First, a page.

Following our investment in Holley, we worked with management to eliminate discounting practices that had been used in the past as a tool for incentivizing B2B customers to make purchases. Recurring promotions and discounts to these resellers had effectively been pulling sales forward from future periods and creating abnormal peaks and troughs in order patterns. Over time, this practice can contribute to large levels of excess inventory in the channel, as resellers purchase products based on incentives received rather than underlying demand from end consumers. In the event of a downturn, these large inventory balances exacerbate the downward pressure on the company’s order volumes, as resellers are able to work through large inventory levels rather than repurchasing product from the company. Eliminating these discounting practices and implementing pricing discipline helps bring reseller order patterns back in line with underlying consumer demand, which contributes to higher quality and more predictable sales, and mitigates the impact of a pullback in consumer spending.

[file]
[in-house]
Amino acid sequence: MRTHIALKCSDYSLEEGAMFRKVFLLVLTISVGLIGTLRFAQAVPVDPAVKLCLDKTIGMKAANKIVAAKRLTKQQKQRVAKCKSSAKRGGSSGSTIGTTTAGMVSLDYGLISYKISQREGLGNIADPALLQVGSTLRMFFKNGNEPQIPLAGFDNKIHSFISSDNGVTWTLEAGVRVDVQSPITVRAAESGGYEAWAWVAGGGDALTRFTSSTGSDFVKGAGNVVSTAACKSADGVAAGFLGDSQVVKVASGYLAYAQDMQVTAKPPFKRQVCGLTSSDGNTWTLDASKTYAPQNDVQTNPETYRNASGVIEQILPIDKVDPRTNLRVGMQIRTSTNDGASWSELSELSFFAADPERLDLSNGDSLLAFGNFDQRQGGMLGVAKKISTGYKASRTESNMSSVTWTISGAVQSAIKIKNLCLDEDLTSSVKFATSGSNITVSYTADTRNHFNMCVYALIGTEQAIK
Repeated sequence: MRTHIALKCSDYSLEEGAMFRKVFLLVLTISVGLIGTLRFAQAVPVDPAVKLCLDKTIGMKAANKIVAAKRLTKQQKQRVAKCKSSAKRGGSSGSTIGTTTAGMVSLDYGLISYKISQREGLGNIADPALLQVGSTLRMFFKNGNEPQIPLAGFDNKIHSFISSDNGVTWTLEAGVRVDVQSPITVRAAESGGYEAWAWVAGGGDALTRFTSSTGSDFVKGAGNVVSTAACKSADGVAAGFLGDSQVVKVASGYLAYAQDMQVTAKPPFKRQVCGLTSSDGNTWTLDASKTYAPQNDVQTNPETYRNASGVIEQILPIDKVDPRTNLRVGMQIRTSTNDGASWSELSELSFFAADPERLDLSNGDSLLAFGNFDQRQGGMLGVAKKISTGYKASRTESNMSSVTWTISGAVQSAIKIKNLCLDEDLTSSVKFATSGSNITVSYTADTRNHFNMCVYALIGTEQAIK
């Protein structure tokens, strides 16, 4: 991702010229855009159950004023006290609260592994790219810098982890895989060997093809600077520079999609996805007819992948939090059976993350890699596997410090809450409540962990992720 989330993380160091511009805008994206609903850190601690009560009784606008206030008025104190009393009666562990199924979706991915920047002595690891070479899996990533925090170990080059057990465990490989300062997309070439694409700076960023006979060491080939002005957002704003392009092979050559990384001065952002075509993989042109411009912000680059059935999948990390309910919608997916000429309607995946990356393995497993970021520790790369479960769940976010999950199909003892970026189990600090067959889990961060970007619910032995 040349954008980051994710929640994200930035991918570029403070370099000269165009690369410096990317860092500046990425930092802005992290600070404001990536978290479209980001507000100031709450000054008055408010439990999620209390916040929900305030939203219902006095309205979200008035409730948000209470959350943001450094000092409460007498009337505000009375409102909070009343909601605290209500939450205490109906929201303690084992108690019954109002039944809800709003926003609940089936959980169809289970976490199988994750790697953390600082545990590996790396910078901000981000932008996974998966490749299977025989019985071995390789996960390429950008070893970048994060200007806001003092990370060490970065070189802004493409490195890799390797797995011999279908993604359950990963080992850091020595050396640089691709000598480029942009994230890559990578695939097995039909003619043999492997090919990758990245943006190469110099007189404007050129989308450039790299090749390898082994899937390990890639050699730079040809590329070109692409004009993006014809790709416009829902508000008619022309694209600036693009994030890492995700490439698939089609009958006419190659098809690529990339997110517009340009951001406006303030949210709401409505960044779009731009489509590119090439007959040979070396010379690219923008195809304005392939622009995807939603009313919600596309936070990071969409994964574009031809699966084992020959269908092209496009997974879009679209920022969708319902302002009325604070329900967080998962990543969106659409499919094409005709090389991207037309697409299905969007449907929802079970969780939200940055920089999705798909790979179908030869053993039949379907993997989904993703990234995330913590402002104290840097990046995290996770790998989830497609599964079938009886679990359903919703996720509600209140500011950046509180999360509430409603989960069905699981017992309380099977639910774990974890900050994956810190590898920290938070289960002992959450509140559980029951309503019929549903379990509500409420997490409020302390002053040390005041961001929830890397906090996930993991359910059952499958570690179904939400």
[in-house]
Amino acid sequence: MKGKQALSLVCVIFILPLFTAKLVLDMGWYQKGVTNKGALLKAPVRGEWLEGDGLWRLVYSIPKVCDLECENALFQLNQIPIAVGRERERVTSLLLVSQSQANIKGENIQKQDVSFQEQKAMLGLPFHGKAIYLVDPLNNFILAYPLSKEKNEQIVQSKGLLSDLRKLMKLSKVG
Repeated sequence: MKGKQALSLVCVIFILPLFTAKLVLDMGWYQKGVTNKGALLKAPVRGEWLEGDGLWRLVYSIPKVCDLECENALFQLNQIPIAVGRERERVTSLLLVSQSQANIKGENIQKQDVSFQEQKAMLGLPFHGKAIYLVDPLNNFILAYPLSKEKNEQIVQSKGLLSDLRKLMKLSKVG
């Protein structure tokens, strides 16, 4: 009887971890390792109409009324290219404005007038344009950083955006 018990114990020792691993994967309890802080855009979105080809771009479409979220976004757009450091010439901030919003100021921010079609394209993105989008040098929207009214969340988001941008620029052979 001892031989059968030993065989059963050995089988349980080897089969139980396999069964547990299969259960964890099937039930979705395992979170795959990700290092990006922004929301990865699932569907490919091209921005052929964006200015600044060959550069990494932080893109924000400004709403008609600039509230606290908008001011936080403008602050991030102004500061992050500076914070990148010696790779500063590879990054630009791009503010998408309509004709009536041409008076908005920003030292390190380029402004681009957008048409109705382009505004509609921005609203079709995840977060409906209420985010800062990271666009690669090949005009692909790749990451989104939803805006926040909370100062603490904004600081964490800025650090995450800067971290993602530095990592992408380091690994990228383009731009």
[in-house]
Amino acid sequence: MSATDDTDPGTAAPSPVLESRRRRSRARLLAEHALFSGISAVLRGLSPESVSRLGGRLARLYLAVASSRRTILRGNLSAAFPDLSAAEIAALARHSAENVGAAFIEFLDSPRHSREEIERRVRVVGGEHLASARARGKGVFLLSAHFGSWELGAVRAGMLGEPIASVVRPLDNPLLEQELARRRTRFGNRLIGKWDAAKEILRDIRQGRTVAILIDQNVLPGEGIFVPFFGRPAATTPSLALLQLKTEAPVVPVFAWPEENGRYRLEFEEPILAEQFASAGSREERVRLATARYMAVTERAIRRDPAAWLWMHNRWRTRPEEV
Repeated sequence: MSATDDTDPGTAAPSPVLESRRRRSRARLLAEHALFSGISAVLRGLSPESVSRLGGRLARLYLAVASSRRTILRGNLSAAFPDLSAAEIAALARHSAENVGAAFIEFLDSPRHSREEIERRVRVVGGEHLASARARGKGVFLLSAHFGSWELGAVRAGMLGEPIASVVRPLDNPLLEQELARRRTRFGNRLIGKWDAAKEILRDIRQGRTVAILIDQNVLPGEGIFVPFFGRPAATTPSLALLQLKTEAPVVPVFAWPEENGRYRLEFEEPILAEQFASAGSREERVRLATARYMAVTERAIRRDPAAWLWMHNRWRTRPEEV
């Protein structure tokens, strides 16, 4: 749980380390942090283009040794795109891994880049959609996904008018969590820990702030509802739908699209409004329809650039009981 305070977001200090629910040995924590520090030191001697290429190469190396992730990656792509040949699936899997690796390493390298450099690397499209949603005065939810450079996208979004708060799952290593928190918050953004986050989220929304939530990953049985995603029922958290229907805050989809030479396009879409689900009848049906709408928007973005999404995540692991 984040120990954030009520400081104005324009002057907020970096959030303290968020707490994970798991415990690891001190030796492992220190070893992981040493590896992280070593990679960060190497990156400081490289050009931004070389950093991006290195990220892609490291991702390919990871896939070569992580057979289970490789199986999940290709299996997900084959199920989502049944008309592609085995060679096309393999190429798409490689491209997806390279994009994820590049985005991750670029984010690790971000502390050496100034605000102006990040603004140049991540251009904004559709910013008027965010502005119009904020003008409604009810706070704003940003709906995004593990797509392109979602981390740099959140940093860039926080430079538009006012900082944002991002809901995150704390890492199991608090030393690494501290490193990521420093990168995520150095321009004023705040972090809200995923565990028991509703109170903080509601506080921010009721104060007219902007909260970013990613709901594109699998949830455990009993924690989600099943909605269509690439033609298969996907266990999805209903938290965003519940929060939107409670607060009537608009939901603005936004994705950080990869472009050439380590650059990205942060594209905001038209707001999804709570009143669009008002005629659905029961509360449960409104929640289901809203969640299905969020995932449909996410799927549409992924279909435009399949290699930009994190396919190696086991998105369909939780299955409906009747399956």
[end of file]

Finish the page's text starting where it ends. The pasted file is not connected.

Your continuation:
2. Diversify sales channels